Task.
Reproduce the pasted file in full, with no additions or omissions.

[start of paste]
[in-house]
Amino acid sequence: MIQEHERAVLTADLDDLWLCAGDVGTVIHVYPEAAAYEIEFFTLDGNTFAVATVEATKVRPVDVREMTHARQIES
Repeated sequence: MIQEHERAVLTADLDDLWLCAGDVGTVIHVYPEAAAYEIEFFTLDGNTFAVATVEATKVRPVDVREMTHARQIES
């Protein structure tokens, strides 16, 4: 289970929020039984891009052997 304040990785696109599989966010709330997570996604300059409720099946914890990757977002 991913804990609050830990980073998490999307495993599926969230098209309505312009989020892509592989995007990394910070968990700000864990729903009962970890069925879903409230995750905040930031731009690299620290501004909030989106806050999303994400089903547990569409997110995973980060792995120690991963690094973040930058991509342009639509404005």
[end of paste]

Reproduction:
[in-house]
Amino acid sequence: MIQEHERAVLTADLDDLWLCAGDVGTVIHVYPEAAAYEIEFFTLDGNTFAVATVEATKVRPVDVREMTHARQIES
Repeated sequence: MIQEHERAVLTADLDDLWLCAGDVGTVIHVYPEAAAYEIEFFTLDGNTFAVATVEATKVRPVDVREMTHARQIES
């Protein structure tokens, strides 16, 4: 289970929020039984891009052997 304040990785696109599989966010709330997570996604300059409720099946914890990757977002 991913804990609050830990980073998490999307495993599926969230098209309505312009989020892509592989995007990394910070968990700000864990729903009962970890069925879903409230995750905040930031731009690299620290501004909030989106806050999303994400089903547990569409997110995973980060792995120690991963690094973040930058991509342009639509404005």